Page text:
This group existed mostly in the studio, although there were a few live gigs in and around their native turf of Chicago. The nucleus of the group was the De Chiara brothers, who would be joined by third member Jim Nickels for recording sessions that most likely prevented all of them from getting home for dinner on time, if at all. That the recording studio was in the backroom of the brothers' record store was more than ironic; selling copies of music they didn't like paid the bills, while the records they did appreciate served as influences for the actual music the group created. Looming largest of all as an influence would be the Residents, although also count in the entire Canterbury Scene, Frank Zappa, Captain Beefheart, and, of course, free jazz. But more than the sum of its influences, this is music that represents a kind of high point in the manipulation of certain types of recording, equipment that was available to the interested consumer during this era, particularly for overdubbing. Namely, eight track reel to reel. With bouncing around, unorthodox mic'ing techniques, experimental genius, and the occasional slab of duct tape, there is no limit to what a musical deviant might come up with. A great deal of appeal is found in the guitar wizardry of Chris De Chiara; he is fluent on the fretboard and also is able to alter the sound of the instrument in ways even Jimi Hendrix might approve of. The group's sense of humor acts as a glue holding all this lunacy and musical inspiration together. The final track's title, "Try and Stop Us," is misplaced bravado; there would be only one more album for this bunch.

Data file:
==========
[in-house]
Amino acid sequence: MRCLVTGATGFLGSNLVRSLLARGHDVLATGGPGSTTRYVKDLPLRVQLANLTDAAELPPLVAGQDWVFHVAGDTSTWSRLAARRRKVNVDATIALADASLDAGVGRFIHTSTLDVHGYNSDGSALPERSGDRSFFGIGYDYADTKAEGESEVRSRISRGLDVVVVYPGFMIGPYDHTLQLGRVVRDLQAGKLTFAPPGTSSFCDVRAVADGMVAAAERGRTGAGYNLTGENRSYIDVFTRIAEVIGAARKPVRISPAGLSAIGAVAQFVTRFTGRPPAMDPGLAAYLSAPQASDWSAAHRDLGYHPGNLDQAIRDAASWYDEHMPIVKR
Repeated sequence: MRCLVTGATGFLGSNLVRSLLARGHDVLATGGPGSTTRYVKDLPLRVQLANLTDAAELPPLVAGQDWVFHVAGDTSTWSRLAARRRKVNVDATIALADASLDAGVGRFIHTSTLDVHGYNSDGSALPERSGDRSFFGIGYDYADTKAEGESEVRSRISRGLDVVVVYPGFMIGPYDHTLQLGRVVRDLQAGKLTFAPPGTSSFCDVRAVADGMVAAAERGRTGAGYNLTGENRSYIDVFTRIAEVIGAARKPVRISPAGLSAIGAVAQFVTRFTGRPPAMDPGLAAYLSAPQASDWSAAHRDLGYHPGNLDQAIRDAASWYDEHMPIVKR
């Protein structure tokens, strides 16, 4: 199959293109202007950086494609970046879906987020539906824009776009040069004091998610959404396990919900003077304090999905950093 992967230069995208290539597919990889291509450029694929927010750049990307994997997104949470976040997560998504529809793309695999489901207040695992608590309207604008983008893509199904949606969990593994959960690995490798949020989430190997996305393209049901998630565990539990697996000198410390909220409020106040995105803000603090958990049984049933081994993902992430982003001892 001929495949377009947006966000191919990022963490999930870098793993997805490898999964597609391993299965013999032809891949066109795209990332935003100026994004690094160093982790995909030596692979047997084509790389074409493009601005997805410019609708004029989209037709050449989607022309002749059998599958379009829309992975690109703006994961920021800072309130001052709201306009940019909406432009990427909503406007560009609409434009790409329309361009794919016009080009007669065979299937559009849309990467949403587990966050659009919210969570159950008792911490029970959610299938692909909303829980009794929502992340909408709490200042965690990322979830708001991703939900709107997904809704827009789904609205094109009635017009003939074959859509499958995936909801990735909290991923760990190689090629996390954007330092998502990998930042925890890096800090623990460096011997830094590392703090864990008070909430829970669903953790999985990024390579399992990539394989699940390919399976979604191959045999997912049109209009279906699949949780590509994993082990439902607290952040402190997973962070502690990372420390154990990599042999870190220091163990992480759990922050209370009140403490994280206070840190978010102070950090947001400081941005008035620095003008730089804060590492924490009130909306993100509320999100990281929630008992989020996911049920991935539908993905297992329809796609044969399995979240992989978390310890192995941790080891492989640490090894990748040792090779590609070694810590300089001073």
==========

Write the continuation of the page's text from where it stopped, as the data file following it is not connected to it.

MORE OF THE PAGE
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AllMusic Review by Eugene Chadbourne